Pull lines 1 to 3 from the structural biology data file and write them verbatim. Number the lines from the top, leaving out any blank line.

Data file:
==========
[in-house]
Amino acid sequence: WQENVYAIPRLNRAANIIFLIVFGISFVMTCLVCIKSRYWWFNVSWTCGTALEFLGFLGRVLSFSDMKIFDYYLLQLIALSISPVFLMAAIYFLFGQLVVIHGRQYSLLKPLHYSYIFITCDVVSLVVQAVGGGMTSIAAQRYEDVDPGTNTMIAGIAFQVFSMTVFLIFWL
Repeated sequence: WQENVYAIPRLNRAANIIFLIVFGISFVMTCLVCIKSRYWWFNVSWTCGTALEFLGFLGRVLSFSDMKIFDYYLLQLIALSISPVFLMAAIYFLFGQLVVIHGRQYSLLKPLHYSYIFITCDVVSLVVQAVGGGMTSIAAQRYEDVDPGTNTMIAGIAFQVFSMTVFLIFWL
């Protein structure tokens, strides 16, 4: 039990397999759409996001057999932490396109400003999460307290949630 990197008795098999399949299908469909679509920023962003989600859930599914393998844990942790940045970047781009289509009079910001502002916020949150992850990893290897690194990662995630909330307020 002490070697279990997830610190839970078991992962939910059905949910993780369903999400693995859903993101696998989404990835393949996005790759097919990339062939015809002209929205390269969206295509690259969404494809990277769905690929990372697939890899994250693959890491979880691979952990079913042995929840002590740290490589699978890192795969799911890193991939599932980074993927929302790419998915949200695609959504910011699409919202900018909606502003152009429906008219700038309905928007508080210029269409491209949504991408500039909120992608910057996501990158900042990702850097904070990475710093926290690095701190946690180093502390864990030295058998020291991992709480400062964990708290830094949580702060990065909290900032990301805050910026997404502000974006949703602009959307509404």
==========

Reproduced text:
[in-house]
Amino acid sequence: WQENVYAIPRLNRAANIIFLIVFGISFVMTCLVCIKSRYWWFNVSWTCGTALEFLGFLGRVLSFSDMKIFDYYLLQLIALSISPVFLMAAIYFLFGQLVVIHGRQYSLLKPLHYSYIFITCDVVSLVVQAVGGGMTSIAAQRYEDVDPGTNTMIAGIAFQVFSMTVFLIFWL
Repeated sequence: WQENVYAIPRLNRAANIIFLIVFGISFVMTCLVCIKSRYWWFNVSWTCGTALEFLGFLGRVLSFSDMKIFDYYLLQLIALSISPVFLMAAIYFLFGQLVVIHGRQYSLLKPLHYSYIFITCDVVSLVVQAVGGGMTSIAAQRYEDVDPGTNTMIAGIAFQVFSMTVFLIFWL